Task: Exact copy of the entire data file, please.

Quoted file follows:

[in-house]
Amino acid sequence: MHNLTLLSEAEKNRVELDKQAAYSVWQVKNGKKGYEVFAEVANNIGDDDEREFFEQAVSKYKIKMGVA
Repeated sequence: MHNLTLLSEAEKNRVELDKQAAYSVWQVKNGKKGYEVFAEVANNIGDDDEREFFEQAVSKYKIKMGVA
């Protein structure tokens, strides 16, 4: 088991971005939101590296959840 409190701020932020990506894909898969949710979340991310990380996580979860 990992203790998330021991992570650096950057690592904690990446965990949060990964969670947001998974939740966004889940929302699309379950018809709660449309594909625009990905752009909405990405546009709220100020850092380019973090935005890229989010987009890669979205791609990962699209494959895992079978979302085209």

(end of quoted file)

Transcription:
[in-house]
Amino acid sequence: MHNLTLLSEAEKNRVELDKQAAYSVWQVKNGKKGYEVFAEVANNIGDDDEREFFEQAVSKYKIKMGVA
Repeated sequence: MHNLTLLSEAEKNRVELDKQAAYSVWQVKNGKKGYEVFAEVANNIGDDDEREFFEQAVSKYKIKMGVA
């Protein structure tokens, strides 16, 4: 088991971005939101590296959840 409190701020932020990506894909898969949710979340991310990380996580979860 990992203790998330021991992570650096950057690592904690990446965990949060990964969670947001998974939740966004889940929302699309379950018809709660449309594909625009990905752009909405990405546009709220100020850092380019973090935005890229989010987009890669979205791609990962699209494959895992079978979302085209």